Two other buttons let me remove entries from the to-be-burned list andclear the entire list to start over again. When all is ready, theprocess begins by clicking the Burn Button. This is a similar process to the one used in Brasero, but GnomeBaker’sinterface is fancier and more direct.
A feature that I have not seen in similar applications is tabbedinterface. GnomeBaker shows its opening Welcome panel under the filesystem tree. Once you click on any of the project options, a tabbedpanel is visible in the same lower portion of the screen. Much likeusing a Web browser with a tab feature, you can click on the tab andinstantly change views among the Welcome panel and other openprojects.
For those who decide to click off the file system panel in the tophalf of the screen, the tab feature remains active. I do not see muchneed in closing the file system display — that makes it difficult toadd files to the burn mix. But once the file selections are completed,turning off the file system display gives the full window to theto-be-burned content list.
This eliminates having to scroll through a smaller listing. If nothingelse, this design element adds another usability option to GnomeBaker.
Some Configuration Options
I tend to be partial to programs that let me configure the look andfeel for my own work style. GnomeBaker has limited preferencesunder the Edit menu. Brasero does not offer any userconfiguration options.
With GnomeBaker I can select under the General tab a location fortemporary file storage during the burning process. I can also selectthe type of notifications I want the program to give me. Under theDevices tab I can scan for recording devices and add/remove devices Iwant GnomeBaker to use. This might be a moot point for a single-optical-drive system. But I use several computers that have multipleCD/DVD drives and external USB writer drives.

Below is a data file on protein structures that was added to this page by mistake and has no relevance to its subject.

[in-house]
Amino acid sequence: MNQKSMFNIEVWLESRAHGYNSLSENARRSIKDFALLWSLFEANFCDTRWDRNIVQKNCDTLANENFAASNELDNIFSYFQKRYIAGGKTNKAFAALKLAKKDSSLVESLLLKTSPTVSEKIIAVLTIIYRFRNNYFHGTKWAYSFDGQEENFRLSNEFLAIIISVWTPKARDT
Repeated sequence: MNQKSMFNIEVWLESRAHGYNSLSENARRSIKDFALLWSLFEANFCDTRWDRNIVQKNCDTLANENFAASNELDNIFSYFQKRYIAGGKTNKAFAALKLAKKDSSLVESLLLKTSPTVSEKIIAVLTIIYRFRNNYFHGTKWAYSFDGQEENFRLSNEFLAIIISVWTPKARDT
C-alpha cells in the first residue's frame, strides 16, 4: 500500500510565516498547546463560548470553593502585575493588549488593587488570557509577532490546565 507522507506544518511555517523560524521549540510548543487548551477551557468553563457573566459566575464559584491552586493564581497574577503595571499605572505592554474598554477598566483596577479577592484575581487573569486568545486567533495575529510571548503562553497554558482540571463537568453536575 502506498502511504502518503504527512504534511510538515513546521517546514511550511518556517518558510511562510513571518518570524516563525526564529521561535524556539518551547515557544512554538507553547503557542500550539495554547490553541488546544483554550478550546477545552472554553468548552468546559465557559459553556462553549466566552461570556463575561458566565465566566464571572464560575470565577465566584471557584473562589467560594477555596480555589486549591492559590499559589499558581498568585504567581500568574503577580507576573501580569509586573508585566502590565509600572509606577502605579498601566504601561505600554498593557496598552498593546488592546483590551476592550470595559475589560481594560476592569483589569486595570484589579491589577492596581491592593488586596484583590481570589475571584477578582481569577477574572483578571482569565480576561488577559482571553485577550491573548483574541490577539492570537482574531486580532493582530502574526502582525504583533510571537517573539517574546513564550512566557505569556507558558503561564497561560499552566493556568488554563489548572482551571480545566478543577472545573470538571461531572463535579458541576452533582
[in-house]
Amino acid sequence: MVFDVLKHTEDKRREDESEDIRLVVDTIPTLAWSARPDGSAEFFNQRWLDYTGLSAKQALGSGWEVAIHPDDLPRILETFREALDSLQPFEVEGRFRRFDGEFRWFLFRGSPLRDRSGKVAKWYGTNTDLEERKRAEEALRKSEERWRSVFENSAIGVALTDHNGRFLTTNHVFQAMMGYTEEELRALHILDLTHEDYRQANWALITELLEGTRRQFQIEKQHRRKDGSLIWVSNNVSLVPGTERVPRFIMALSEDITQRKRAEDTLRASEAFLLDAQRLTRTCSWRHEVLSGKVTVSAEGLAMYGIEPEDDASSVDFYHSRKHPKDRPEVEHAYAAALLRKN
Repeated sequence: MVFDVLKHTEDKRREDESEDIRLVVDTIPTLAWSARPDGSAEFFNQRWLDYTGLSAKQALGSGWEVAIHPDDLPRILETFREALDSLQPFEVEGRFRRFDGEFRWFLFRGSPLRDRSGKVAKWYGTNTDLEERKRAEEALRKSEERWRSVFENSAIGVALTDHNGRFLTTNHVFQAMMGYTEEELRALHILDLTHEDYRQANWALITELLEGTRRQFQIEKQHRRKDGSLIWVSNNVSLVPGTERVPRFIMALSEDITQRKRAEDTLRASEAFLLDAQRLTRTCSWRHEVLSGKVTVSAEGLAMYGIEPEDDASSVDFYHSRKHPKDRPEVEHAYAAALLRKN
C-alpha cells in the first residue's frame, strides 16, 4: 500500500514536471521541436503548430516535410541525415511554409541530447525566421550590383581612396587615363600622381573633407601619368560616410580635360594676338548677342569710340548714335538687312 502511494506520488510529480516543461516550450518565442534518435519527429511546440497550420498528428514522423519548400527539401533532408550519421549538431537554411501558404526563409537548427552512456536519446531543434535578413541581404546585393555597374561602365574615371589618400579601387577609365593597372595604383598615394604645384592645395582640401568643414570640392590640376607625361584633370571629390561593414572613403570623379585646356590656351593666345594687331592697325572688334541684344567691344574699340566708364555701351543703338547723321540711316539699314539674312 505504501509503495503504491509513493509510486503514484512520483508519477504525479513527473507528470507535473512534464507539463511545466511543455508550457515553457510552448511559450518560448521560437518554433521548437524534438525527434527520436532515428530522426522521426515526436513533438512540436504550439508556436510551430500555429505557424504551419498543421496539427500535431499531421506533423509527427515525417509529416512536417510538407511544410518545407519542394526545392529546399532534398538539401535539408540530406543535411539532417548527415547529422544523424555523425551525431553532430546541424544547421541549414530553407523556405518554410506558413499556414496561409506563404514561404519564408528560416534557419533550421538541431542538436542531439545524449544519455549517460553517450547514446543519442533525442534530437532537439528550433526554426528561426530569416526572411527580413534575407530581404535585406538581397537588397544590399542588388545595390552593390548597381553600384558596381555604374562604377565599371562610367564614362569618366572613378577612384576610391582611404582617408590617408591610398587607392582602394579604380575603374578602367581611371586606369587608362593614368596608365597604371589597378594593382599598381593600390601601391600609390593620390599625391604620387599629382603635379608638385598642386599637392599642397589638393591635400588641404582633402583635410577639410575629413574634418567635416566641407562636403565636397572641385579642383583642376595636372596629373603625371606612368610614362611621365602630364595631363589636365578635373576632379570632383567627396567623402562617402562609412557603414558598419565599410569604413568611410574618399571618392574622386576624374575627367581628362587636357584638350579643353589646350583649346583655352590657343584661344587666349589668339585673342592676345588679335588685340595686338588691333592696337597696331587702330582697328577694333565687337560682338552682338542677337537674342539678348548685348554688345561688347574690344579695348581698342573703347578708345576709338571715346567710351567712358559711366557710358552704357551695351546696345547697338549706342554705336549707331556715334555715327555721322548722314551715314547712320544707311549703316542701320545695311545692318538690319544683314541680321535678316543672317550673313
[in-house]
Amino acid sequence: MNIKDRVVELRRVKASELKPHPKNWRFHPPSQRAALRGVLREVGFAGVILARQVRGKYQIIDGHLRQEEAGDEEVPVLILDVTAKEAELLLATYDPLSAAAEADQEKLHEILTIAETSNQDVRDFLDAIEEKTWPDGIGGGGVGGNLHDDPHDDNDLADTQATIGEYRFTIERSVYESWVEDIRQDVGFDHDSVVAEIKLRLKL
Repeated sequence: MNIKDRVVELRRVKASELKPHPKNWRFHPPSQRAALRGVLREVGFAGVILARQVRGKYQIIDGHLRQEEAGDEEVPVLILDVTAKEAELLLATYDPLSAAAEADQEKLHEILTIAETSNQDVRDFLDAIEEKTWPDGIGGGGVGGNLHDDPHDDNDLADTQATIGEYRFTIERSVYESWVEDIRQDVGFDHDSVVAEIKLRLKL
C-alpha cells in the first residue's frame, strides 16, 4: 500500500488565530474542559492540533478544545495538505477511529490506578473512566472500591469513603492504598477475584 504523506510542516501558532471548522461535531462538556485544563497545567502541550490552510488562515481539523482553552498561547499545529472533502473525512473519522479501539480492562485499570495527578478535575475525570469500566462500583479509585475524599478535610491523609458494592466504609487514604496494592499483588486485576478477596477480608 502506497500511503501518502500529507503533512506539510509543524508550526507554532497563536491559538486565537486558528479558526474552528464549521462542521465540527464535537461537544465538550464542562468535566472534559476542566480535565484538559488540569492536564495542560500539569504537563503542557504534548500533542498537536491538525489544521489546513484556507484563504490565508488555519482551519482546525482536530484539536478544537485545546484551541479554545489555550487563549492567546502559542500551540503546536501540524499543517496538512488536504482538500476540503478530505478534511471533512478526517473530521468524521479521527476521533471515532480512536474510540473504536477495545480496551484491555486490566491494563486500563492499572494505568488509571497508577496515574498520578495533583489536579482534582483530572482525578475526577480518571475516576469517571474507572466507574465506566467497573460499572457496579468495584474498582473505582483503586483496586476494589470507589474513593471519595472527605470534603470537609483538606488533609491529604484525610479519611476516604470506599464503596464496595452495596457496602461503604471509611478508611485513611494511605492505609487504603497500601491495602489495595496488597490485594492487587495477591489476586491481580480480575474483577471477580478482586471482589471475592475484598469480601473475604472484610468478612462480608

Under the Advanced Preferences tab, I can select options to forcecertain functions. Again, this may not be a feature all users willneed, but this type of flexibility is what distinguishes GnomeBakerfrom other CD/DVD burners.
Limited Tool Bar View
One level of configuration options I wish GnomeBaker had is the ability toadd functions to the tool bar row. This amounts to a shortcut;frequent users can work more efficiently by clicking an icon toinstantly jump to a task often performed. This would eliminate theneed to navigate menus.
Both GnomeBaker and Brasero have limited tool bars. Neither one seemsvery useful to me.
For example, GnomeBaker shows a Create New Project icon, an icon toopen an existing project from a file system tree, and an icon to savethe current project. Brasero’s tool bar row has icons to add/removefiles to the current project, remove all files from the currentproject and create a new empty folder.
As I noted at the start, choosing a CD/DVD writer application oftencomes down to features and usability. Linux offers numerous CD/DVDburners. GnomeBaker and Brasero stand out for their straightforward,easy-to-use, design.
GnomeBaker has a few design tweaks that give it a usability edge. It’ssleak interface offers a bit more than similar writer applications.